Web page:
Posted by: Tom Ross | October 11, 2012

The Education of the Entrepreneur: Part Three

In Parts One and Two of our feature series, The Education of the Entrepreneur, we addressed the current debate around whether or not entrepreneurship is a set of skills that can actually be taught, and then some of the major lessons-learned that can be shared with new or budding entrepreneurs.

In this, Part Three of the series, we’ll be focusing on not just whether entrepreneurship can be taught, but how it might best be taught. And to begin, we’ll start by sharing the stories of Scott Landow, who spoke at the Entrepreneurship in Education Conference, “Launch it! Grow it! Move it!” that took place in Fresno, CA earlier this month.

Scott Landow, Cal State San Marcos, and founding partner of Ventures 2.0

Scott Landow, in his session “Teach a Man to Fish,” took our question one step farther: if you can teach entrepreneurial skills, how should the class be structured so that students get the most of out it?

Mr. Landow is a founding partner of a company called Ventures 2.0, which helps businesses in trouble get back on their feet. He has high-end new business experience as a CEO and founding partner of half a dozen companies in the last 20 years. When he was asked to teach an entrepreneurship class at California State University at San Marcos, instead of falling back on classic business class curriculum he took a more experience-based approach, one that made more sense to him.

Most such classes begin with a work plan. But Mr. Landow believes that if you grow your business from a seed to fruition, your work plan will write itself. Not everyone will agree with this, but this compelling approach focuses on learning from hands-on experience. (You can write the work plan based on your experience later—and then use both experiences for your next venture.) Mr. Landow called it “teaching entrepreneurship using local social causes as working models to enable learning with real dollars and affecting the lives of real people.”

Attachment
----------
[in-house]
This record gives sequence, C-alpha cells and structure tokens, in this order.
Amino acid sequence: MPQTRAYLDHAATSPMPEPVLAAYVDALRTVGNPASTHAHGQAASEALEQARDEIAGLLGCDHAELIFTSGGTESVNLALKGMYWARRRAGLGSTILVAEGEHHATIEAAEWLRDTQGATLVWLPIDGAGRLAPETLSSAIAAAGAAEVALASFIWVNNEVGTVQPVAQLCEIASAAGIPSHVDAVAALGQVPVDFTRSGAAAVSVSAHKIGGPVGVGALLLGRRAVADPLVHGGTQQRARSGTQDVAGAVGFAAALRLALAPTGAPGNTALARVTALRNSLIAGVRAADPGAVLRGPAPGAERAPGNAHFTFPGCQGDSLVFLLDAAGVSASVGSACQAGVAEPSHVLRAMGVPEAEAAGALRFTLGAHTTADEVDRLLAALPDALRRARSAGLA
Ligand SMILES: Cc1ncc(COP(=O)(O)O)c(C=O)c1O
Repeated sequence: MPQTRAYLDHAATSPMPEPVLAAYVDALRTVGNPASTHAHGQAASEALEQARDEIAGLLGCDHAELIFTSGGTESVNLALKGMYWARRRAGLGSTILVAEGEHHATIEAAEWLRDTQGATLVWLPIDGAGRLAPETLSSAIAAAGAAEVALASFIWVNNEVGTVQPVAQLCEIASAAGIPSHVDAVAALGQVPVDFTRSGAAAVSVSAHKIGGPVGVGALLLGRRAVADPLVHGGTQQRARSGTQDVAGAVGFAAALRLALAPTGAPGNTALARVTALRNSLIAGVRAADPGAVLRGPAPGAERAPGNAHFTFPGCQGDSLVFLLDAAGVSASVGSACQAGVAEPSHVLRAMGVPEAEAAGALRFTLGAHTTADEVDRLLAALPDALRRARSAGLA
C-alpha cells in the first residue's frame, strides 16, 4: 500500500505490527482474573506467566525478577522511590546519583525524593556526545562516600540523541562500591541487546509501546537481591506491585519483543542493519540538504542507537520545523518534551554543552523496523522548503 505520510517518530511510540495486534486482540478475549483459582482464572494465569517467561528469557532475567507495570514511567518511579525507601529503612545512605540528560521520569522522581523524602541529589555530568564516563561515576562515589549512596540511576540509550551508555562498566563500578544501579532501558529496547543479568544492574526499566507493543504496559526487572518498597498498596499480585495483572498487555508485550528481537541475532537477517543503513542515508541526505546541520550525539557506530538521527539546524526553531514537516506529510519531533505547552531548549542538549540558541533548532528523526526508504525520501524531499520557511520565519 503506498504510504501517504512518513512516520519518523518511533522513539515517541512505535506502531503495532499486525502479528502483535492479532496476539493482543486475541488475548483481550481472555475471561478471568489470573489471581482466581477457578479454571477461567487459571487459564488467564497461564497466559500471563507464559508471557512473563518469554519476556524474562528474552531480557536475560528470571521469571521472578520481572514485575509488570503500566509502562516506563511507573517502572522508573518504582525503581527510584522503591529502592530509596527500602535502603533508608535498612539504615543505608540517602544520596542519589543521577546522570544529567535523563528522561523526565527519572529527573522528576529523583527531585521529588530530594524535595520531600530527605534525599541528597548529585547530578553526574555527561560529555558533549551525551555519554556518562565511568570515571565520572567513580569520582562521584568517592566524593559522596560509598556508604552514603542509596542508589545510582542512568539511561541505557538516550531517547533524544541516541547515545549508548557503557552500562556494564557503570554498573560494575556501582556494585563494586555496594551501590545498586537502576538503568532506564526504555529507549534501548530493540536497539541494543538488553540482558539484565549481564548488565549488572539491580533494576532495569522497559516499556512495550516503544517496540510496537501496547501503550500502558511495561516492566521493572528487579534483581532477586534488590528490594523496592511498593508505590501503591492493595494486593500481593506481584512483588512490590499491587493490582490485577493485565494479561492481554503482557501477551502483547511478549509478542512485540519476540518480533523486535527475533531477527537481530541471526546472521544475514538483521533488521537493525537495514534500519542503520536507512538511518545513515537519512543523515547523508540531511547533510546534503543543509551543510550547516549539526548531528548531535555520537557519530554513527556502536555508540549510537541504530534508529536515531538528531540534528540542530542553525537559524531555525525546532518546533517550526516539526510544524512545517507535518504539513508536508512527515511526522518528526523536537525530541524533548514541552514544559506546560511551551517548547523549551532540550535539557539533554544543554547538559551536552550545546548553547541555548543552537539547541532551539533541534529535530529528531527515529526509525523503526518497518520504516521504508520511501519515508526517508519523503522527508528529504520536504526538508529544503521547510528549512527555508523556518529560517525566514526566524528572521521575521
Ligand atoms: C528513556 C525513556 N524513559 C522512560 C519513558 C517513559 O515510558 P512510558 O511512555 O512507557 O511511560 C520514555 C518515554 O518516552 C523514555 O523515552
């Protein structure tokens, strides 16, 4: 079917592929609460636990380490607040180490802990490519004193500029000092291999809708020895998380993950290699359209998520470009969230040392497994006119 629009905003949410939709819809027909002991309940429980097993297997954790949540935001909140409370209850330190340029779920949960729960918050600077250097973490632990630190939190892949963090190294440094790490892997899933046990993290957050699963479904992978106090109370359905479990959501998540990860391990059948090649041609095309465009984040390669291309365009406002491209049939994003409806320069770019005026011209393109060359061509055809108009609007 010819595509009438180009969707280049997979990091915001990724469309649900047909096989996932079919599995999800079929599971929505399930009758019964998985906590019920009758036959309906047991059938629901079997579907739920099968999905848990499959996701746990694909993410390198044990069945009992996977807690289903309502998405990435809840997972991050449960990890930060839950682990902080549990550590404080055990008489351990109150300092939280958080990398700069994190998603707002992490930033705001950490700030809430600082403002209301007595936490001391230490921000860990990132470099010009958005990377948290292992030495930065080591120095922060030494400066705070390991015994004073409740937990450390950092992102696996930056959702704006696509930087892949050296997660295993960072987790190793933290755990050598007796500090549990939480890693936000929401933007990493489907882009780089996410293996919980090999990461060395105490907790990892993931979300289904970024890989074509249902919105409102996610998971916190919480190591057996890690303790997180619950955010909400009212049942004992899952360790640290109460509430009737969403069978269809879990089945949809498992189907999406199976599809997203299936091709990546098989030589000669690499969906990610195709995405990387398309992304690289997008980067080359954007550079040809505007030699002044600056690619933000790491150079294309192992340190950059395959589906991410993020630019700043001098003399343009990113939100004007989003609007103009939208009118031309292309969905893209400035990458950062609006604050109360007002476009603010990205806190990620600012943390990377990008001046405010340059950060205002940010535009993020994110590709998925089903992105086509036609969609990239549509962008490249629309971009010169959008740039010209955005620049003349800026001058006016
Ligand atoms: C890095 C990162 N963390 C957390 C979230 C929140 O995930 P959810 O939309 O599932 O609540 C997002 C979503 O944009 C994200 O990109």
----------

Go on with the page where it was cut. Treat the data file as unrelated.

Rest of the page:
“You can’t teach a business idea or concept, “ he contends, “Entrepreneurship is in real time. Students have the vision. They just lack the fundamental skills.” Teachers, he says, are like the bumper rails at the bowling alley: we help students hit the pins. “Start small so they can taste of success. This gives them the confidence to take the next step.”

But Mr. Landow added another goal to the venture: social responsibility. The money the teams raised would go to a charity of their choice. “What if giving back was not an afterthought,” Landow said. “What if is was the core pillar?” This gave the students a whole new dimension to their need to succeed: they were doing this for someone else, and they didn’t want to let them down. You can read about the enterprise in the North County Times.

Mr. Landow’s idea is for student teams in the class to create a lemonade stand as a business. And that is just what they what they did…where it was possible. In one case a lemonade stand already existed (at a street fair) so they had to be creative: they invented “citrus sippers”–fresh fruit with candy straws–instead.

Photo Courtesy of UC San Marcos

In the end, the project grew into something that involved the whole community. A student had a cousin, Ricky, who has a rare disease and needed a bone marrow transplant; he was living at a Ronald McDonald House that was to be the recipient of their team’s profits. Mr. Landow seized on the opportunity and challenged the class to expand the donor pool by enrolling as many CSUSM students as they could in the marrow registry. They created “Ricky’s Army.” Their pitch: “Save a life, while you can.” This was their final assignment in the class. And the response was enormous. They enrolled 2000 Cal State San Marcos students in the bone-marrow registry.  You can read about it here.  And here.

Stay tuned for more on entrepreneurship as we go beyond the classroom.

We will explore the role of the business incubator (like the one in Rancho Santiago Community College District’s Digital Media Center) in helping entrepreneurs get started. And we’ll talk with new successful business owners to better understand what they had to do to get there.

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